EU And Canadian Trade Deal Not Good for Small Business

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The cost of trading with the EU may be more than some local Canadian venders may be able to churn, just ask that country’s dairy farmers. Recently, the Canadian government and the EU announced a trade deal which included Canada lifting its tariff on certain European cheeses. According to a December 13, 2013 article on BBC.com that was written by Giorgos Christides entitled “Feta cheese row sours EU-Canada trade deal,” the trade deal also lifts a 21 year old ban on Parma Hams being imported into Canada.

Mr. Christides noted that the trade deal took 4 years to materialize, which must still be approved by the EU member states and Canadian Providences. Most importantly is the Greek’s reaction to the trade deal, which is threatening to vote against the measure because the deal may have an adverse effect on its economy as that country may have to compete with manufacturers of what the Greeks refer to as imitation Feta cheese.

The article noted that Greek manufactured Feta Cheese accounts for 70% of that country’s Cheese exports. It also noted that that market is continuing to grow with 300,000 Greek dairy farmers depending on that industry to make a living. With the Greeks having such a fragile economy it’s no wonder why Greece is concerned about the potential effects of that trade deal.

Mr. Christides also noted that the Canadian diary industry is also concerned about the effects that the deal may have on its ability to compete with the Greek dairy farmers as the Greeks may have an unfair advantage because of tariff free imports. He also noted that new Canadian brands of Feta cheese will be precluded from referring to its product as Feta or authentic Feta cheese. It appears from the aforementioned article that current Canadian manufacturers of Feta cheese will be exempted from that limitation.

The reason behind that prohibition is linked to the EU Protected Geographical Indication (GI), which the article notes grant “special status [which] prevents other manufacturers in the EU [from] copying the original, traditional product and marketing it like the original. It also noted that “cheeses such as Italy’s Parmesan and Gorgonzola, various hams such as Bayonne (France) and Parma (Italy), and some beers such as Bayerisches (Germany) and Ceske (Czech Republic)” are also given that special status. The GI is comprised of 145 food and beverage names unique to EU manufactures and is supposed to “guarantee quality and preserve [the] traditional recipes and flavours” that are associated with those manufactured products.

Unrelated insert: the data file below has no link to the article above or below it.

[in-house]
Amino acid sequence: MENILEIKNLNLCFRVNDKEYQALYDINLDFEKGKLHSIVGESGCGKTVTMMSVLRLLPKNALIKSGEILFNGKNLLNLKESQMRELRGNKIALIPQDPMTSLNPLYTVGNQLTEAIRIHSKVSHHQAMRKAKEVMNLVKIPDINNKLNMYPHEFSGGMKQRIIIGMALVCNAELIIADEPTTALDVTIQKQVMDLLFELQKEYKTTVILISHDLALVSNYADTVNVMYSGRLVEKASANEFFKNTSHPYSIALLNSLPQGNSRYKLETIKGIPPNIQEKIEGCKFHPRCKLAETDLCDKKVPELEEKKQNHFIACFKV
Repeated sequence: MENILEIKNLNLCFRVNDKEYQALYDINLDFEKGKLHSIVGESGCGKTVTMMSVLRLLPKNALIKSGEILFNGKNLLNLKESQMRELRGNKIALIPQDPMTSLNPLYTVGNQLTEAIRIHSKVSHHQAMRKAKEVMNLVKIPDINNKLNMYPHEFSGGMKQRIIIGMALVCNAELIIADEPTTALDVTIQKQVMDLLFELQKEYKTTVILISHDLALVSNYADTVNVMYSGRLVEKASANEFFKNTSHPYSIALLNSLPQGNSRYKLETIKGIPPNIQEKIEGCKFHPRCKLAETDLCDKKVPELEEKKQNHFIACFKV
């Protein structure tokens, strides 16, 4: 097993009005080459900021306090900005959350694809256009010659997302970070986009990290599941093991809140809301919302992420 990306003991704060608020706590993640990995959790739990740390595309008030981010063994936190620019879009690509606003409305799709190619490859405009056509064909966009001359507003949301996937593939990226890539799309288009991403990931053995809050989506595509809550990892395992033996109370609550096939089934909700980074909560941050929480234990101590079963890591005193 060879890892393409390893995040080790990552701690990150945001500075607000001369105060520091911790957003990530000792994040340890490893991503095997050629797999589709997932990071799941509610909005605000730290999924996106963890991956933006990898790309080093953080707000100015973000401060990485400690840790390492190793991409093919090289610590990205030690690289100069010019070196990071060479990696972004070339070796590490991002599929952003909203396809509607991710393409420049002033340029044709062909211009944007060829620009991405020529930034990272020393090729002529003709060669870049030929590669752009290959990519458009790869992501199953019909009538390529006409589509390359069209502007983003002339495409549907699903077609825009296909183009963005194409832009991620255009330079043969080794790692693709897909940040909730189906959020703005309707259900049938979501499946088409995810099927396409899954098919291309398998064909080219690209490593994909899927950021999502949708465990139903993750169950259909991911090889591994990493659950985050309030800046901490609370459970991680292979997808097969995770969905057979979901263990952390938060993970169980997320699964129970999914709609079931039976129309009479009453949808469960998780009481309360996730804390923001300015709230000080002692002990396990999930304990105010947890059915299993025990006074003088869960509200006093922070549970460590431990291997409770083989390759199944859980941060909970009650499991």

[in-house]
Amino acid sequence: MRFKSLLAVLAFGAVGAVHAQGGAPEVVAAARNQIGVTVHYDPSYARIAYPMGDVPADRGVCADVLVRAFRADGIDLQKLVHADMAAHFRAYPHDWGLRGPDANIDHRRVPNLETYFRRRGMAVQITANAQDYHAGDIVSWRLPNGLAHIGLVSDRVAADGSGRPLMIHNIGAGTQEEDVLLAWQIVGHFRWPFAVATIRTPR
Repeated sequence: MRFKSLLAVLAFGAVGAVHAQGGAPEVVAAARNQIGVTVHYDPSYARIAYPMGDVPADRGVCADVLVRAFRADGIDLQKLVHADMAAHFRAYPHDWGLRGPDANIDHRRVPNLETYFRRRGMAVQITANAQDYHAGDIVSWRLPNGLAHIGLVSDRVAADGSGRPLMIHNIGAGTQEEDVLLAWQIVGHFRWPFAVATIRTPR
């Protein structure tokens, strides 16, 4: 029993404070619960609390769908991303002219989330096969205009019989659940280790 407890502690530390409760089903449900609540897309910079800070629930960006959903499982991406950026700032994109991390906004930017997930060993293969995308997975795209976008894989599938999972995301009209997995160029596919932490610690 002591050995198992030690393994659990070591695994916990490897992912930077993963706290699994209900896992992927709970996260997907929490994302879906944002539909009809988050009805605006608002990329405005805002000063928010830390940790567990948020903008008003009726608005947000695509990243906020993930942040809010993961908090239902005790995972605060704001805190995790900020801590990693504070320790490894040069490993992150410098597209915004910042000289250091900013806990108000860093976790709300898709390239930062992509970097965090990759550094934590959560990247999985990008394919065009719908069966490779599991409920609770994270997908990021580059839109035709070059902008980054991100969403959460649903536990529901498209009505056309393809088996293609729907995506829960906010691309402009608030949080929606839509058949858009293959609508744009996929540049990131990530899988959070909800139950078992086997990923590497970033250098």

EU Trade Deals such as the one with Canada seems like a worthy attempt to open up the North American import markets, but at what cost to its trading partner? The solution seems to lie in sensible and practical compromises as demonstrated by the Canadian trade deal, which calls for the continued use of GI product names by Canadian manufactures while permitting the EU manufacturers of those same products to use the original form of the aforementioned. Such a compromise ensures that manufacturers in both countries are able to maintain its brand identity without confusing their customers as to the origin of those products. Examples of the aforementioned, as noted in the article include such items as “Parma ham [which] will be sold under its original name – Prosciutto di Parma – in Canada . . . [and regarding] Parmesan cheese, Italy will have sole rights to the name Parmigiano Reggiano.”

With such a structured trade deal it is unclear why the Greek dairy farmers are sour on it as they have the potential to grow their Feta cheese industry, which obviously have the potential to increase that product’s sales. If, as reported in the aforementioned article “GIs account for 15% of the EU’s total food and drink exports” Greece should be more than happy to get an opportunity to contribute to the growth of that figure. What the Greeks also don’t seem to appreciate is that these types of trade deals have the potential to drastically effect the bottom lines of non-EU manufacturers of GI products because they may have to work extra hard to maintain their customer’s loyalty, which may likely mean adjusting or expensing additional resources to effectuate that goal.

In the end, trade deals are good for the world economy as they have the potential to create much needed jobs which in turn may lead to tax revenues that hopefully are used for the betterment of the general populous.

Allen Thomas